The official National Conference for Media Reform has now gotten under way. Alas, as it is now less than an hour before Shabbos, when I will stop using all things electronic (which makes staying in a hotel with electronic card keys soooooo much fun). So I can only hit a few highlights.
1) They say 3000 people are here, and I believe it. While media consolidation as an issue is non-partisan (or bi-partisan, if you prefer), the conference attendees are most decidedly progressive. I hope the conservatives have their own anti-media consolidation conference.
In fact, I make it a challenge. Yo, conservatives! We hate main stream media more than you do! Can you get 3000 conservatives together to talk about how sucky media is? Well, when you do, lets get all 6,000 together and march on the Capitol. That will show us white-wine swilling effete liberals a thing or two!
2) Go to the Free Press video links and watch the speeches from the main ballroom. For most moving short piece on why media reform is a critical human rghts struggle and essential to the dignity of us all and our democracy, I nominate Danny Glover’s opening piece. Short and beautiful.
Bill Moyer’s speech was, as one would expect for Bill Moyers, brilliant. He began with some much needed words of caution. We can feel good about the fact that this is now a bona fide movement, and one that is winning. OTOH, this is the traditional moment when left-wing/progressive movements start fracturing and battling each other (usually with a little assist from the powers that be). How about we not do that this time? We got a lot of people working toward a common goal essentially to preserving our free society. If we keep working together, we will win.
Jesse Jackson gave the afternoon speech placing the media justice movement in the context of the civil rights movement and why we cannot achieve the success of the “broken promise” of liberty for all dating back to the Emancipation Proclamation without media reform. Why, he asked, do people have to learn about race relations from things like the “Call me, Harold” commercial? How can the same person who shows amazing affection and loyalty for a black athlete get all suspicious when the same black man is in a store buying groceries? Because the consolidation in the media deprives people of a diversity of voices and views.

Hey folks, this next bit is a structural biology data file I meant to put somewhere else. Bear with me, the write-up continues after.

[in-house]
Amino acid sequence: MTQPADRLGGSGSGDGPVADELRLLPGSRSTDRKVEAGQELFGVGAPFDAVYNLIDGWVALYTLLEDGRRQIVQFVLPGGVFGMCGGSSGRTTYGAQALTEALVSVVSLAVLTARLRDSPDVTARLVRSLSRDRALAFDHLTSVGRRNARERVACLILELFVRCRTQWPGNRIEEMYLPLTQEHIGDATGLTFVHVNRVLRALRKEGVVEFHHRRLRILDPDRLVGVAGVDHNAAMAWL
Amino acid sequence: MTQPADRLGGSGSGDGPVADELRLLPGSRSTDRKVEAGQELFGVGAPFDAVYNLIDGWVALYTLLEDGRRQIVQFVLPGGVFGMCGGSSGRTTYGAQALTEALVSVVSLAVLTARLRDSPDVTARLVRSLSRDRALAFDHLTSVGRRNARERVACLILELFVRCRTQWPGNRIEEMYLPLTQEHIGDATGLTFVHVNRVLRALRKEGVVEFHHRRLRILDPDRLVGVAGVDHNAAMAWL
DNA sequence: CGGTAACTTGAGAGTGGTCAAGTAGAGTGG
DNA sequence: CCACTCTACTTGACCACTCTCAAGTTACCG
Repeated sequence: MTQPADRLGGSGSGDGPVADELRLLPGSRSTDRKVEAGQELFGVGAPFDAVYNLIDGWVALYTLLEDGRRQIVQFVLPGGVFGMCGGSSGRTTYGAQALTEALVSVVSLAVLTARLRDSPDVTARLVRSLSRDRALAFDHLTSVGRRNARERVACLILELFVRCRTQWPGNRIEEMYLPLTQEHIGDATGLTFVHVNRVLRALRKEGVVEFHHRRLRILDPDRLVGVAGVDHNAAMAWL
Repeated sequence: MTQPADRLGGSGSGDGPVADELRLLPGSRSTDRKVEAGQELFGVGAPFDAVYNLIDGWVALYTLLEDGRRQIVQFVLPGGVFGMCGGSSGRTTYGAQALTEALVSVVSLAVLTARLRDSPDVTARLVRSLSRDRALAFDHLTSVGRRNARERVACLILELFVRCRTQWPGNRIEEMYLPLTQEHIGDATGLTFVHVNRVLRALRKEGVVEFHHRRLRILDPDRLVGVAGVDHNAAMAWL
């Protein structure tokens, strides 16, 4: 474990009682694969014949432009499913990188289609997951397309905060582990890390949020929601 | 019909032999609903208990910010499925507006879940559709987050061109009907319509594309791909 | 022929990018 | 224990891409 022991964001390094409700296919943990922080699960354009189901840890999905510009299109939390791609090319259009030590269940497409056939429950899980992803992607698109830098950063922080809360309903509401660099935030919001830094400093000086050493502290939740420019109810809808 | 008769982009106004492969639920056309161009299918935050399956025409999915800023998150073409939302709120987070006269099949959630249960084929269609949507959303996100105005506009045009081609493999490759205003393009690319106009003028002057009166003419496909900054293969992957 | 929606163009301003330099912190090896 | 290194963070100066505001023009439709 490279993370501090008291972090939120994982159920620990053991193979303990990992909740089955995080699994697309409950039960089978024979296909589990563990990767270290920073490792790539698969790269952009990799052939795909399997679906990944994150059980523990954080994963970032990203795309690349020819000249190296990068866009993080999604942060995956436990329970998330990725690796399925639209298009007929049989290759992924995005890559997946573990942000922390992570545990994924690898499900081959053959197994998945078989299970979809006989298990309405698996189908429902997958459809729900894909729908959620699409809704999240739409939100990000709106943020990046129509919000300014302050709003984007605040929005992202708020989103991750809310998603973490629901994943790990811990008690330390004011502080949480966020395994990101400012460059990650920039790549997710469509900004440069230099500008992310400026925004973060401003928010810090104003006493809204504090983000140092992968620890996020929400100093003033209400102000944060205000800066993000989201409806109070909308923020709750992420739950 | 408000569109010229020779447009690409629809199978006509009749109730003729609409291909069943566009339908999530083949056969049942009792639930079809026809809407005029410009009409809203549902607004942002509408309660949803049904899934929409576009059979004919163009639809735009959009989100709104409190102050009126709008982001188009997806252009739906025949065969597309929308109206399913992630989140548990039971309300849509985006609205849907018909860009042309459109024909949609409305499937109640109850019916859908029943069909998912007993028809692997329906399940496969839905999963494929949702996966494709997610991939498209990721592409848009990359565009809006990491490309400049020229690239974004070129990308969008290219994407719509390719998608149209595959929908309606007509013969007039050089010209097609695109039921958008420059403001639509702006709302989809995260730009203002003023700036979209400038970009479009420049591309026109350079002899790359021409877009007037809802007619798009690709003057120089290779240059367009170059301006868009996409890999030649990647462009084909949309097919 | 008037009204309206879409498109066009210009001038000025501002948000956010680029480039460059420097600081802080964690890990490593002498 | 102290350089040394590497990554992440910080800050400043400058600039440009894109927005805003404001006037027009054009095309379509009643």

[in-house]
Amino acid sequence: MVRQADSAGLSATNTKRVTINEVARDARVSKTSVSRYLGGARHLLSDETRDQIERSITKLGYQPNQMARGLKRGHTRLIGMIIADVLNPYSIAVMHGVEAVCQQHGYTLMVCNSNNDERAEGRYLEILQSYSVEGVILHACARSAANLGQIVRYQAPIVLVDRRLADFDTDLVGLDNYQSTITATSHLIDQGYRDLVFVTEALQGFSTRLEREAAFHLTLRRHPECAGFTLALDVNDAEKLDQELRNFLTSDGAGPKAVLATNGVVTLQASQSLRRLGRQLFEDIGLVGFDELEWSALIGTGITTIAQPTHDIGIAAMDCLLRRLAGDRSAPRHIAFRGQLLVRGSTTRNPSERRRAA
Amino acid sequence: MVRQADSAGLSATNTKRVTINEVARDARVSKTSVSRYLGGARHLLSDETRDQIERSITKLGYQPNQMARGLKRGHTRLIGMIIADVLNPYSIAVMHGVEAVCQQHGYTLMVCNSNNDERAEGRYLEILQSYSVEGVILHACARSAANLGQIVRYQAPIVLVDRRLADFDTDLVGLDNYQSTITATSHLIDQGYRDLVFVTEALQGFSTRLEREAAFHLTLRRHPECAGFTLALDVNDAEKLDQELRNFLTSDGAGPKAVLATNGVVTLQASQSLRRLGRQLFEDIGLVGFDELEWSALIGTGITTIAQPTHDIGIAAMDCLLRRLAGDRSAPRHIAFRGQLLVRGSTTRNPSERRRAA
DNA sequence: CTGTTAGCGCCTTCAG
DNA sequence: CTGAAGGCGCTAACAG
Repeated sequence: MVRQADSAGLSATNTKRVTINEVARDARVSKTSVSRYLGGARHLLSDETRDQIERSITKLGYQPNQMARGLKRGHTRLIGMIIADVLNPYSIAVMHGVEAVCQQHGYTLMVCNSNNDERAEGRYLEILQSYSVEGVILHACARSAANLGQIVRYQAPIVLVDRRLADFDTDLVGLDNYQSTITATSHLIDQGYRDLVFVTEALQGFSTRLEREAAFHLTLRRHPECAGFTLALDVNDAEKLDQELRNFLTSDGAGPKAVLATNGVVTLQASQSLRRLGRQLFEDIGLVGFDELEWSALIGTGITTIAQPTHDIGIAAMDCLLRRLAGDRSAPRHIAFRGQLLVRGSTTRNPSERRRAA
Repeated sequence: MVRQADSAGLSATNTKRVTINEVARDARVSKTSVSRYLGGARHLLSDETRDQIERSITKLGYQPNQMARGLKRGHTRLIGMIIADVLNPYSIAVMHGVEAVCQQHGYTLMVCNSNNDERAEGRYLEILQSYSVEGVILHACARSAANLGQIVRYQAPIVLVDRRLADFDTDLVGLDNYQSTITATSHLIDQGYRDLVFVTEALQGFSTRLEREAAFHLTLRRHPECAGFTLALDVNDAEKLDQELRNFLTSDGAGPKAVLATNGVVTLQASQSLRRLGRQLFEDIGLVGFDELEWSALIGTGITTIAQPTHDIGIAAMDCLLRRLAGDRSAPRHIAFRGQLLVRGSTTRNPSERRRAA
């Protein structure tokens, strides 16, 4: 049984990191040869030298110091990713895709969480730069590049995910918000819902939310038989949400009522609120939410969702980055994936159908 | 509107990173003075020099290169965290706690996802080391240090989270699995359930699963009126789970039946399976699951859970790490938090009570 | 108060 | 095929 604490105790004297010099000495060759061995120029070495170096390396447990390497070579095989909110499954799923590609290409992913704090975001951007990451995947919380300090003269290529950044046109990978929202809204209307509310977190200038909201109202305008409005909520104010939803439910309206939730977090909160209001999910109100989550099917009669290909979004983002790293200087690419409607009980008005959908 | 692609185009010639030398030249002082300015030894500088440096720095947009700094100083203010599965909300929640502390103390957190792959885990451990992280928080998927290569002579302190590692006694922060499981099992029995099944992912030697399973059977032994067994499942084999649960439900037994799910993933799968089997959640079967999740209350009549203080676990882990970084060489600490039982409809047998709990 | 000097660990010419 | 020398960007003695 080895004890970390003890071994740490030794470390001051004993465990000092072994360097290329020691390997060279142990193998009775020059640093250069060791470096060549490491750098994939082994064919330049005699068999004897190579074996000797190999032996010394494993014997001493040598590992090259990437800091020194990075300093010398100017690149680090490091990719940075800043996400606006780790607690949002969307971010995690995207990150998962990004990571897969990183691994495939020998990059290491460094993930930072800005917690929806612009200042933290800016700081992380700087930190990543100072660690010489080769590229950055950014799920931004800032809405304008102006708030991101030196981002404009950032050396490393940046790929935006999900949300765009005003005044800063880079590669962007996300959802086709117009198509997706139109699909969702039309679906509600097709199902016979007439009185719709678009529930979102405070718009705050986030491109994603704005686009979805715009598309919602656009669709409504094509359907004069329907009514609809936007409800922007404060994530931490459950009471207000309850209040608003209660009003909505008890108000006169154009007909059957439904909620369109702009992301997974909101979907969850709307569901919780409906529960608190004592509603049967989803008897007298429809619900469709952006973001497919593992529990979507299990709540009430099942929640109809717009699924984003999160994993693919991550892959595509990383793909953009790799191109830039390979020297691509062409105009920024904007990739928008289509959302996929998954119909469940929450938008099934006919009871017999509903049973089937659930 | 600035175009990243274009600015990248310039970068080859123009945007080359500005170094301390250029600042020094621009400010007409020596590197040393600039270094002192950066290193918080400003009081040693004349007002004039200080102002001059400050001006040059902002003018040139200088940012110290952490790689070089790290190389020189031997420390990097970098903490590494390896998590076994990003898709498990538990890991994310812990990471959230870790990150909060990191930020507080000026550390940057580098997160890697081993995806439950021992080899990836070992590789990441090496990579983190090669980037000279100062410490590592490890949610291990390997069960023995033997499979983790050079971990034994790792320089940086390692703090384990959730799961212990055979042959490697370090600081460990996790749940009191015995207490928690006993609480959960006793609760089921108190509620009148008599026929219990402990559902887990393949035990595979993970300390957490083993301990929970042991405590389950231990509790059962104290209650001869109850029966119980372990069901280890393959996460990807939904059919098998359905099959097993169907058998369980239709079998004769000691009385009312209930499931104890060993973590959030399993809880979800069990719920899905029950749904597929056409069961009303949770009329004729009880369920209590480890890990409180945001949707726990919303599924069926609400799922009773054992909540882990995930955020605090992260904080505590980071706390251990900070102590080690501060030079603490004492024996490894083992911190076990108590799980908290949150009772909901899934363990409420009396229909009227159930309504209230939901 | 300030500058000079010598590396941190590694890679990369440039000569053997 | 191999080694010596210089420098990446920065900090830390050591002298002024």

Very good afternoon sessions as well as a good dealers space below. Also kudos for ubiquitous free wireless network which I am using to post this. Working pretty well so far.
Lest one thing that my affection and admiration for Free Press has blinded me to the need for journalistic objectivity, I should mention that last night’s “Save the Internet” party was totally lame. When I go to a party, I do not expect to pay $2/bottle of water. When Dorgan-Snowe (no longer Snowe-Dorgan!) passes, I am definitely letting the party animals at the Chirstian Coalition and United States Conference of Catholic Bishops plan the party.
O.K., journalistic integrity and “fairness” reestablished, I bid you all Good Shabbos. I’ll be here and around. You’ll know me as the guy who is standing by the electric doors waiting for someone else to work in first. Stupid electric doors.
Stay tuned . . . .